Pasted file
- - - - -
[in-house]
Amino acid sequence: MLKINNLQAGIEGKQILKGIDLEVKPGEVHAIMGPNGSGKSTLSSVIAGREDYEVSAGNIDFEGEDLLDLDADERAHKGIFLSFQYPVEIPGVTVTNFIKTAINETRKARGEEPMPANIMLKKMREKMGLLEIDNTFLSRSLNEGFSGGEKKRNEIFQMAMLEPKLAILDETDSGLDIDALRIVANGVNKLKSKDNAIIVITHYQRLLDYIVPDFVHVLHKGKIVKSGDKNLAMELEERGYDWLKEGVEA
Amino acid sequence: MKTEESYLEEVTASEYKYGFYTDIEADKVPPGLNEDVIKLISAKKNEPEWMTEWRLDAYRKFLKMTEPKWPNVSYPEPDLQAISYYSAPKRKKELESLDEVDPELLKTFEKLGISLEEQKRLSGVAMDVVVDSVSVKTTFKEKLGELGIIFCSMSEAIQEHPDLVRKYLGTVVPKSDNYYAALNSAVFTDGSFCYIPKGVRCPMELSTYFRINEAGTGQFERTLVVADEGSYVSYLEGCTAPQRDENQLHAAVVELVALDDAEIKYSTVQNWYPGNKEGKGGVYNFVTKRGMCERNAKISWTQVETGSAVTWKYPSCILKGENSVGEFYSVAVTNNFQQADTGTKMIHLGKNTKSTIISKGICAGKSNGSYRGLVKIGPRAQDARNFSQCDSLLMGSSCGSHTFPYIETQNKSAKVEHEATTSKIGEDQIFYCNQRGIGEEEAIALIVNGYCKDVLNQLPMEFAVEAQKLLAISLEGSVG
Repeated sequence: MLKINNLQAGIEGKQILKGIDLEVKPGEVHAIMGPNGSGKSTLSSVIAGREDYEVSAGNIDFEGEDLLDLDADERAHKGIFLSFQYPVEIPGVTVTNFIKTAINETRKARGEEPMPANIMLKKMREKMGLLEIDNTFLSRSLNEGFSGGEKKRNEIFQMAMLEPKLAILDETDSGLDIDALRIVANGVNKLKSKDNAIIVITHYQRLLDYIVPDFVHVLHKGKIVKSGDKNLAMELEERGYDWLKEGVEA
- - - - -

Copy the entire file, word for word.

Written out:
[in-house]
Amino acid sequence: MLKINNLQAGIEGKQILKGIDLEVKPGEVHAIMGPNGSGKSTLSSVIAGREDYEVSAGNIDFEGEDLLDLDADERAHKGIFLSFQYPVEIPGVTVTNFIKTAINETRKARGEEPMPANIMLKKMREKMGLLEIDNTFLSRSLNEGFSGGEKKRNEIFQMAMLEPKLAILDETDSGLDIDALRIVANGVNKLKSKDNAIIVITHYQRLLDYIVPDFVHVLHKGKIVKSGDKNLAMELEERGYDWLKEGVEA
Amino acid sequence: MKTEESYLEEVTASEYKYGFYTDIEADKVPPGLNEDVIKLISAKKNEPEWMTEWRLDAYRKFLKMTEPKWPNVSYPEPDLQAISYYSAPKRKKELESLDEVDPELLKTFEKLGISLEEQKRLSGVAMDVVVDSVSVKTTFKEKLGELGIIFCSMSEAIQEHPDLVRKYLGTVVPKSDNYYAALNSAVFTDGSFCYIPKGVRCPMELSTYFRINEAGTGQFERTLVVADEGSYVSYLEGCTAPQRDENQLHAAVVELVALDDAEIKYSTVQNWYPGNKEGKGGVYNFVTKRGMCERNAKISWTQVETGSAVTWKYPSCILKGENSVGEFYSVAVTNNFQQADTGTKMIHLGKNTKSTIISKGICAGKSNGSYRGLVKIGPRAQDARNFSQCDSLLMGSSCGSHTFPYIETQNKSAKVEHEATTSKIGEDQIFYCNQRGIGEEEAIALIVNGYCKDVLNQLPMEFAVEAQKLLAISLEGSVG
Repeated sequence: MLKINNLQAGIEGKQILKGIDLEVKPGEVHAIMGPNGSGKSTLSSVIAGREDYEVSAGNIDFEGEDLLDLDADERAHKGIFLSFQYPVEIPGVTVTNFIKTAINETRKARGEEPMPANIMLKKMREKMGLLEIDNTFLSRSLNEGFSGGEKKRNEIFQMAMLEPKLAILDETDSGLDIDALRIVANGVNKLKSKDNAIIVITHYQRLLDYIVPDFVHVLHKGKIVKSGDKNLAMELEERGYDWLKEGVEA